'eadless Ned.
posted by The Whelk at 11:43 AM on August 15 [3 favorites]


Also, the thing that really pulled me out of the first book at one point? Melting gold over a jumped-up campfire.

I can think of at least one camping trip I've been on where a combination of too much beer and too much firewood have resulted in a fire hot enough to make the steel National Forest Service firegrates glow white hot. The internet tells me this means we'd gotten it to around 1300F (Jesus Christ), and that gold melts around 1945F. So, I don't know. That's a pretty big gap, but you also have to figure that the Dothraki are going to roll even harder, fire-wise, than a couple of drunk Minnesotans.
posted by COBRA! at 11:45 AM on August 15 [12 favorites]


Woo, come a long way since being a top Consumerist poster! Looking forward to her second novel.
posted by robocop is bleeding at 11:47 AM on August 15


I suspect Arya has retained more of herself than the Faceless Men would allow this far into her training,

I've always assumed that she will snap back to herself when reunited with her direwolf. But, honestly, I don't care about Arya anymore. She's had the most eye-rolly and boringiest story of all the Stark offspring as far as I'm concerned. And I think Sansa is a vegetable so it's a low bar.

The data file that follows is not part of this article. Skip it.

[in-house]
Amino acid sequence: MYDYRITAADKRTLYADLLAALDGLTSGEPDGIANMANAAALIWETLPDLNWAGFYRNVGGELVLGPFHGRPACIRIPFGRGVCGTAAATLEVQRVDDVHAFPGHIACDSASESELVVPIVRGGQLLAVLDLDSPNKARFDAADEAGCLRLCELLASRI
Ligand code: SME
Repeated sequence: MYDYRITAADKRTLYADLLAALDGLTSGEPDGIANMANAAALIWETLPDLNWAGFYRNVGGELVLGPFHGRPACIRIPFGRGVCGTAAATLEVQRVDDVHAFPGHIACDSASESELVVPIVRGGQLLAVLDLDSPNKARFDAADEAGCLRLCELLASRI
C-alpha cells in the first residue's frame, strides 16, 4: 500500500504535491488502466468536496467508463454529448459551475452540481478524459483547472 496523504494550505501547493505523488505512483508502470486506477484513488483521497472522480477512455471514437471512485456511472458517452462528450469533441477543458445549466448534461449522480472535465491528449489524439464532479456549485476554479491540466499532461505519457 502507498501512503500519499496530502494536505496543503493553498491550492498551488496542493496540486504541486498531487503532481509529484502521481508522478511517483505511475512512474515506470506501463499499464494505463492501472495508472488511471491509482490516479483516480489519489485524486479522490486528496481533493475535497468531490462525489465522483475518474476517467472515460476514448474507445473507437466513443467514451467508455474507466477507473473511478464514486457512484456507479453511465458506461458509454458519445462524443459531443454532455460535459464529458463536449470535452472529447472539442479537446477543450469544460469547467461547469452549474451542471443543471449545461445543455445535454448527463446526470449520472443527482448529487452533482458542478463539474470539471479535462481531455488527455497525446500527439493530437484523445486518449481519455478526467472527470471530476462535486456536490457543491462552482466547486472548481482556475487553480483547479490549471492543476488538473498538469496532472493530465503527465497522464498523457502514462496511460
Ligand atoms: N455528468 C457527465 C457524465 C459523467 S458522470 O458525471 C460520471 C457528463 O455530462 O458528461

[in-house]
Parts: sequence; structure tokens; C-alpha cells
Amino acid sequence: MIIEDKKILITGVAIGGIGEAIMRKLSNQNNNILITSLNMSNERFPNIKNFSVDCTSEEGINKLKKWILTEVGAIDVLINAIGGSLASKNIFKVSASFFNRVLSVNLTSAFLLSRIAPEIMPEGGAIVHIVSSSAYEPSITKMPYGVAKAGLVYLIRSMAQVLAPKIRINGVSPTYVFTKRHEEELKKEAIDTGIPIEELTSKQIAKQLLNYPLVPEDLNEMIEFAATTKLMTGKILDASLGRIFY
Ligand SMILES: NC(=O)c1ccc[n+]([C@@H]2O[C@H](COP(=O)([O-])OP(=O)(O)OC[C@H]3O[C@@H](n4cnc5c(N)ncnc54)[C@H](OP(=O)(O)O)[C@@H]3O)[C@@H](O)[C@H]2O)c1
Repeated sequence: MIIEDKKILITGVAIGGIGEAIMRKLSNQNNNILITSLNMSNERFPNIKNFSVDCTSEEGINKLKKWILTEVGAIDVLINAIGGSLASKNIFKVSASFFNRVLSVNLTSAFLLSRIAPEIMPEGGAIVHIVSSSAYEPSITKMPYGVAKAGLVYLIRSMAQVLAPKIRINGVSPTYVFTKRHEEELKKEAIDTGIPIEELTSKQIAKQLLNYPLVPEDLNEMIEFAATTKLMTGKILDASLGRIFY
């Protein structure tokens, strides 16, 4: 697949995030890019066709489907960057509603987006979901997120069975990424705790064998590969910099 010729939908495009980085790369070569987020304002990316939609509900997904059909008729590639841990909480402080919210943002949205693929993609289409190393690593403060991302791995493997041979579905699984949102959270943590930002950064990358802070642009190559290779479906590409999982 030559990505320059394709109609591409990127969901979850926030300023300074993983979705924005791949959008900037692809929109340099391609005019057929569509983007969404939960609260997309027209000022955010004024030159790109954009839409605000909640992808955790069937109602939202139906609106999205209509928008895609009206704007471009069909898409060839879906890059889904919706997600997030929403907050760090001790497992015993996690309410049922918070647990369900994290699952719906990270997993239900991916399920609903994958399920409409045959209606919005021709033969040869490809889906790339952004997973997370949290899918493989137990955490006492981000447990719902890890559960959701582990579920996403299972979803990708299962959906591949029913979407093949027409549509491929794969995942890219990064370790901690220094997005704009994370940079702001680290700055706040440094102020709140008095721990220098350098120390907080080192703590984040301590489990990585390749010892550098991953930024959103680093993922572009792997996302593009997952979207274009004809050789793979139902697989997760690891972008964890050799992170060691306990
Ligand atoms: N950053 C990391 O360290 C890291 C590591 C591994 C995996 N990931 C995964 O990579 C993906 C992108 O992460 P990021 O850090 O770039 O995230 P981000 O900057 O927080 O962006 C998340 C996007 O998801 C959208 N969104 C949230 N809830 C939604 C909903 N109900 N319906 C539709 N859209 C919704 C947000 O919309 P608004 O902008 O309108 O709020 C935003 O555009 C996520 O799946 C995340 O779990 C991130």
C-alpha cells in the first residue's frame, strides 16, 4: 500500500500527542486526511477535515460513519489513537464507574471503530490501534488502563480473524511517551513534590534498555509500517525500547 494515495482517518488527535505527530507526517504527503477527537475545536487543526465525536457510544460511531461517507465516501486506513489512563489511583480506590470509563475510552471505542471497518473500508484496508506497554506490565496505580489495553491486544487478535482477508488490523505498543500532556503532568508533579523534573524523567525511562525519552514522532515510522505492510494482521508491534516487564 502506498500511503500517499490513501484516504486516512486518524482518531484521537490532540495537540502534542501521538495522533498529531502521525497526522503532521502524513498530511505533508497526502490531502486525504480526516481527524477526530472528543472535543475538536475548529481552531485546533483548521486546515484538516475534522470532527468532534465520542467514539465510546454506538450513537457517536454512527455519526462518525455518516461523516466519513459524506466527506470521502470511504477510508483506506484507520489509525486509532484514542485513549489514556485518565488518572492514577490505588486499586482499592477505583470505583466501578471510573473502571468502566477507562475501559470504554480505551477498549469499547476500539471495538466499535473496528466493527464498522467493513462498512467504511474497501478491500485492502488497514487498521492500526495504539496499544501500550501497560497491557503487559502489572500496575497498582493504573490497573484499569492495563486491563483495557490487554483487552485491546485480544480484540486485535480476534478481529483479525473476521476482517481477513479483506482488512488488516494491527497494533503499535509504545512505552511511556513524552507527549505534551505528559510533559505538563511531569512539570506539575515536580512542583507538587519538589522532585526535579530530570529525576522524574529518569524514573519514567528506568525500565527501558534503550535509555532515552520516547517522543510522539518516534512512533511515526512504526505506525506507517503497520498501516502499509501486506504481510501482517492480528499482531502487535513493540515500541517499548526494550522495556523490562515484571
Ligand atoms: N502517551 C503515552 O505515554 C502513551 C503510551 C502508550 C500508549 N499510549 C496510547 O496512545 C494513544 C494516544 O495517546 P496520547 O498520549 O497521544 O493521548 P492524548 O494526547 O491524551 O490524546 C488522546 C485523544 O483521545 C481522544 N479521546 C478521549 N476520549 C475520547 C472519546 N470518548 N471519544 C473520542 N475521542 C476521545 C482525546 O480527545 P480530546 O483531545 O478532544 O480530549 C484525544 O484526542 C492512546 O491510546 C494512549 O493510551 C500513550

I want to know what's going to happen go the little feral toddler Stark that no one remembers.
posted by fshgrl at 11:51 AM on August 15


Catelyn made it pretty clear (at a point when she's reflecting on how she is nothing if not dutiful) that her main gripe was with Ned getting into bed with some lady just after he and Catelyn were marriedyet Ned would tell Catelyn nothing of that other lady, so she must be special.

This, combined with the fact that Ned was utterly honorable, plus his and Robert's post-death obsession with Lyanna, convinces me that Jon was in fact not Ned's son at all, but Lyanna's. And since Lyanna died after Rhaegar kidnapped her -- but, the books have already told us pretty clearly, as a willing sexual partner -- that strongly suggests Jon is a Targaryen bastard, the last living male of the line. I think Ned loved Catelyn but that was the sort of explosive information he would not have entrusted to her, particularly given her strong preference for her own children.

This makes me think Jon still has a critical central role to play, with Daenerys, in the eventual windup of these books. I predict Dragons back in control of Westeros.
posted by bearwife at 11:56 AM on August 15